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As a Talent Identification tool, the Junior COPA Score is designed to be a “pre-tryout” sorting methodology. The Junior COPA Score can be used to identify, out of thousands of athletes, those players which have basic fundamental characteristics of performance which are equal to or better than an existing peer group or team of players being established for comparison, and thus worthy of consideration for a more complete and total try-out evaluation by a coaching staff. The Junior COPA Score can become a crucial distinguishing performance metric for Coach and Athlete alike.
Unearthing New Opportunities
For individual players, the Junior COPA Score can be an alternative pathway for selection and a tool to provide visibility to organizations they may not have traditionally been exposed to. High achievers may elect to have their scores sent to global and domestic partners of COPA STC who rely on the Junior COPA Score to supplement their subjective player identification efforts. In roughly 60 minutes, your life could completely change….
Gamified Development
After you complete the Junior COPA Score, Algorithms analyze your individual data points against our large proprietary database to provide an in-depth analysis of your data. No matter how you perform, you will receive useful, engaging, and actionable feedback that empowers you to own your own development. The Junior COPA Score scorecard gamifies the you vs you challenge of fulfilling your potential. Through comparative data analysis, our sports science team identifies your strengths and areas of improvement relative to athletes of the same age and gender. This critical data creates prescribed training recommendations to optimize your development. Achieving your goals and aspirations becomes an objective reality with The Junior COPA Score. Nowhere else in the world does this level of physical and technological gamification of player development exist together.

Analyzing your progress over time by re-taking the Junior COPA Score will keep you engaged and motivated to be consistent and intentional about your development. Our tailor made approach to each unique individual ensures that a players journey is created and owned by them. The Junior COPA Score ensures ownership and opportunity for all aspirational young soccer players.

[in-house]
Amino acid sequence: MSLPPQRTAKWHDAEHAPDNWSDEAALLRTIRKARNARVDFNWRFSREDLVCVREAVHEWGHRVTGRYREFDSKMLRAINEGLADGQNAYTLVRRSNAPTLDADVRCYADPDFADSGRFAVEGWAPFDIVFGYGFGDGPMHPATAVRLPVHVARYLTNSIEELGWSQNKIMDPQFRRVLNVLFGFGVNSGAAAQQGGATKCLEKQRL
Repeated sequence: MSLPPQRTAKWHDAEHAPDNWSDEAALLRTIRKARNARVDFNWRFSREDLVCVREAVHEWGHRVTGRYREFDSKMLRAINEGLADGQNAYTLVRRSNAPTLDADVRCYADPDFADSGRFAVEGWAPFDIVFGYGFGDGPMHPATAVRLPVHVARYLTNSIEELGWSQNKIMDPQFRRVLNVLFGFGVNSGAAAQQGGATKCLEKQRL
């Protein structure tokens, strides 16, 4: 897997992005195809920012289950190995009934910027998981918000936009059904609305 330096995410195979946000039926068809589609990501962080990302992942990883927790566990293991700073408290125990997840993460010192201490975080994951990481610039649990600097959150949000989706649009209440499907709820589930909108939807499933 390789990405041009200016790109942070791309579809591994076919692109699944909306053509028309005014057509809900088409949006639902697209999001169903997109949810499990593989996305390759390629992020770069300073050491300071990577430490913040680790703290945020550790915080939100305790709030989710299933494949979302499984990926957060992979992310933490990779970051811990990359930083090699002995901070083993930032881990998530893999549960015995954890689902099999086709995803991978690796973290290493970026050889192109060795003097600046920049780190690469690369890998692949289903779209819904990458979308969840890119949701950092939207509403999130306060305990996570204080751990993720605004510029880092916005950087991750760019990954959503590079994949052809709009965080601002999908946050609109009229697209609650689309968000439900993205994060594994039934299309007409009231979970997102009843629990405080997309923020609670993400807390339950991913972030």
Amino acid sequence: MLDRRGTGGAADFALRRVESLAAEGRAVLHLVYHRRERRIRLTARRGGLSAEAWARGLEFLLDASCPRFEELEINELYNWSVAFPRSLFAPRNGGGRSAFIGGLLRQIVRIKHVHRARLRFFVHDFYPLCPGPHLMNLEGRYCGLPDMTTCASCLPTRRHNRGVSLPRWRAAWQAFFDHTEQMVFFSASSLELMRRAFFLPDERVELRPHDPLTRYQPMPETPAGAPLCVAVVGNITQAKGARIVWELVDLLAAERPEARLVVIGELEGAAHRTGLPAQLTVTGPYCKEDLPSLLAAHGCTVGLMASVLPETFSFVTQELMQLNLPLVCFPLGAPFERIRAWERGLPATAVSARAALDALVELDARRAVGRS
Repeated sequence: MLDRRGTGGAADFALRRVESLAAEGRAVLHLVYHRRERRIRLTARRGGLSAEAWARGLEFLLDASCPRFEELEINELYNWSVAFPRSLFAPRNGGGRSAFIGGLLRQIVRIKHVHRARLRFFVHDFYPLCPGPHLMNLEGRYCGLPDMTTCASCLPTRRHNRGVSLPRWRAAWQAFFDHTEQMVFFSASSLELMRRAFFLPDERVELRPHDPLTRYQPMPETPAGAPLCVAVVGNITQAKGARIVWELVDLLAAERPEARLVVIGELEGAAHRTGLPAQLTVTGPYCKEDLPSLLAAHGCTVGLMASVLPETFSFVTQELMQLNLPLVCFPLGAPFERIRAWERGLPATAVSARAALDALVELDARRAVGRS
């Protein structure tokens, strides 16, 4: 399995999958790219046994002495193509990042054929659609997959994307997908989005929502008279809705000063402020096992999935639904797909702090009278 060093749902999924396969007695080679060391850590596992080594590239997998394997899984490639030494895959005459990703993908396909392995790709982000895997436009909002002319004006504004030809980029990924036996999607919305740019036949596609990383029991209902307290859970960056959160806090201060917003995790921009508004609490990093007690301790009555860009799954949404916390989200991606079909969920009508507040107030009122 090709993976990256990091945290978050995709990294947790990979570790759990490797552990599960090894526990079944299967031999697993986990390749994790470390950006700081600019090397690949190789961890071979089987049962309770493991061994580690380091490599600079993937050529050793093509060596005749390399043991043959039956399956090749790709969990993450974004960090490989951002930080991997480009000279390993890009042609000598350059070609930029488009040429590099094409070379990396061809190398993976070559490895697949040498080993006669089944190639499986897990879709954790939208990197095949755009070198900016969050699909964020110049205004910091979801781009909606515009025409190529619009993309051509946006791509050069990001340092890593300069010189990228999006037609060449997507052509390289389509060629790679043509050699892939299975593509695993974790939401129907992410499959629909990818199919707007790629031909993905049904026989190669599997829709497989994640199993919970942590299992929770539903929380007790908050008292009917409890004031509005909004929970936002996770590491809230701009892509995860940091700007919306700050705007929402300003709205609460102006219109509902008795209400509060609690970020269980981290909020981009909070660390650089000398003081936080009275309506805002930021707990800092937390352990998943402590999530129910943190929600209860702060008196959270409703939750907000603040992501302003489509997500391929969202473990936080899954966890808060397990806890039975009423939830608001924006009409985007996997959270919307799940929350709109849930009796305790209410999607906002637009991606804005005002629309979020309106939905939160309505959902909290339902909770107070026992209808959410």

Advanced Measurement Technologies


The COPA Score systematically collects objective data in a technologically enhanced “Laboratory” environment. These technologies were hand-selected after collaborating with certain specific clubs that excel in their youth player development programs, and with early stage cutting edge sports technology companies in the world who are also pioneering an assessment-based approach to talent identification and player development.
Click the environment to learn more about its Technology, who else is using it and how they are using it
COPA STC’s skills.lab Arena is one of the most advanced soccer-specific assessment technologies in the world designed to objectively measure an athlete’s technical and cognitive capabilities.
It was first featured at Real Madrid and is now incorporated at many of the top clubs in Europe including FC Bayern Munich, Red Bull Leipzig, and Bayer Leverkusen. COPA STC’s SpeedCourt is a responsiveness training and assessment device embedded with contact sensors mirrored on a television screen to engage athletes with real-time feedback on their ability to react and change direction.
A 30-yard speed testing and training track that uses a contact sensor at the starting line and infrared timing gates to measure top speed and 2.5-, 5-, 10-, 20-, and 30-yard split times.


While our advanced measurement technologies are able to effectively measure executive function, decision making, passing, ball control, finishing, speed, strength, and agility skills, the Junior COPA Score is not intended to be a comprehensive total evaluation of all aspects of what makes a complete soccer player. Many important characteristics, including attitude, locker room presence, coachability, tenacity, tactical knowledge, communication, defending and other elements are not encapsulated within a Junior COPA Score. As such, the Junior COPA Score is focused only on basic core fundamental data points, which can be objectively measured, cost effectively, and at scale, across millions of athlete’s.
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Organizations Leveraging COPA STC's Assessments for Talent ID and Player Development